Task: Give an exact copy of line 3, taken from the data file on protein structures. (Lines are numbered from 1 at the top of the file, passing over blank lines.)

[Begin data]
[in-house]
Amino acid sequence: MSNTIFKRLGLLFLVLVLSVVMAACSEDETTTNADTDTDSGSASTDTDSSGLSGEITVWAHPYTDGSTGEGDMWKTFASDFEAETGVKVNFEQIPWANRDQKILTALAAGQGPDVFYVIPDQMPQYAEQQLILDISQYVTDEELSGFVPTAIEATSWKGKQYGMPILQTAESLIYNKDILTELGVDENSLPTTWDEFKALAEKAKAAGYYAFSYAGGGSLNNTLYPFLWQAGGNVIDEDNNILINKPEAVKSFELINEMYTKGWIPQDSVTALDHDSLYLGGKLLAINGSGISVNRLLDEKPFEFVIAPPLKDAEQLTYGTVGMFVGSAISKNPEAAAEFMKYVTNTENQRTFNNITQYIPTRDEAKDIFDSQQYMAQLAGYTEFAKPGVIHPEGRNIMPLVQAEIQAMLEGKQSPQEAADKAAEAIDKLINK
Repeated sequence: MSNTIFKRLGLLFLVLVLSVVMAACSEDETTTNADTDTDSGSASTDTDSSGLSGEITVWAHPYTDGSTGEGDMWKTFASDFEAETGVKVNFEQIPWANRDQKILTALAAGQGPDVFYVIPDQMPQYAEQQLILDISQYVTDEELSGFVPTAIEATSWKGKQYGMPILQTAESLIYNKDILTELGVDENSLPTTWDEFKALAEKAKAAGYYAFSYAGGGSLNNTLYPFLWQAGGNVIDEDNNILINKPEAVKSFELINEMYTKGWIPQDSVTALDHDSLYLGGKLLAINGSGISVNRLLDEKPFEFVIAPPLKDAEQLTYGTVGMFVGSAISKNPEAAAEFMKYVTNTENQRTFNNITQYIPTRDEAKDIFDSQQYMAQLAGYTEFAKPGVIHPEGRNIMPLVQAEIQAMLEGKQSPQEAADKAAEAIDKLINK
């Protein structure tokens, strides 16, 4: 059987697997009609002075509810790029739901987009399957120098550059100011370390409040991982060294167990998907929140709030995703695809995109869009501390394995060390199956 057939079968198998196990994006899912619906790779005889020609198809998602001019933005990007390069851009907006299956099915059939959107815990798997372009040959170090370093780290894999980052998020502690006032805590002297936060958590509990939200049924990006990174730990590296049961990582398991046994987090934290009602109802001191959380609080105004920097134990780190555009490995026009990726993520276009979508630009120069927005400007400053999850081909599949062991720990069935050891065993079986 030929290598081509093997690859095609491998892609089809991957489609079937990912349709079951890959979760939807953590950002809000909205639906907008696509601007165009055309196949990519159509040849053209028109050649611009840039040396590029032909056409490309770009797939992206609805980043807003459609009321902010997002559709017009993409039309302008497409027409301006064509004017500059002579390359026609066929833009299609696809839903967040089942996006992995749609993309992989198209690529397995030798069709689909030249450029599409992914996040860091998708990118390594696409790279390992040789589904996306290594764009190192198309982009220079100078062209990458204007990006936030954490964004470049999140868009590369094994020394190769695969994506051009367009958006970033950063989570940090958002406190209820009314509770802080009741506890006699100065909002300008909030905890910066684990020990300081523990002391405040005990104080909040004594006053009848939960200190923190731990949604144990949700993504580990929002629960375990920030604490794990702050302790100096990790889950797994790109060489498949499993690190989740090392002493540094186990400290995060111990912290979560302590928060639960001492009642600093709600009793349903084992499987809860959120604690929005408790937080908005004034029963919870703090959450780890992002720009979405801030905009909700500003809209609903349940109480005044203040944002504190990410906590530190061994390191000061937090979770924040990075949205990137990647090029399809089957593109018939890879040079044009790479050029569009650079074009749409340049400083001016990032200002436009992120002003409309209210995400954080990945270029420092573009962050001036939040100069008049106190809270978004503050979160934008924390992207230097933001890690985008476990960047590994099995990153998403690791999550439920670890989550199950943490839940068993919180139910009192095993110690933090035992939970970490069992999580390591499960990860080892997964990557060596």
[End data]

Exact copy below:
Repeated sequence: MSNTIFKRLGLLFLVLVLSVVMAACSEDETTTNADTDTDSGSASTDTDSSGLSGEITVWAHPYTDGSTGEGDMWKTFASDFEAETGVKVNFEQIPWANRDQKILTALAAGQGPDVFYVIPDQMPQYAEQQLILDISQYVTDEELSGFVPTAIEATSWKGKQYGMPILQTAESLIYNKDILTELGVDENSLPTTWDEFKALAEKAKAAGYYAFSYAGGGSLNNTLYPFLWQAGGNVIDEDNNILINKPEAVKSFELINEMYTKGWIPQDSVTALDHDSLYLGGKLLAINGSGISVNRLLDEKPFEFVIAPPLKDAEQLTYGTVGMFVGSAISKNPEAAAEFMKYVTNTENQRTFNNITQYIPTRDEAKDIFDSQQYMAQLAGYTEFAKPGVIHPEGRNIMPLVQAEIQAMLEGKQSPQEAADKAAEAIDKLINK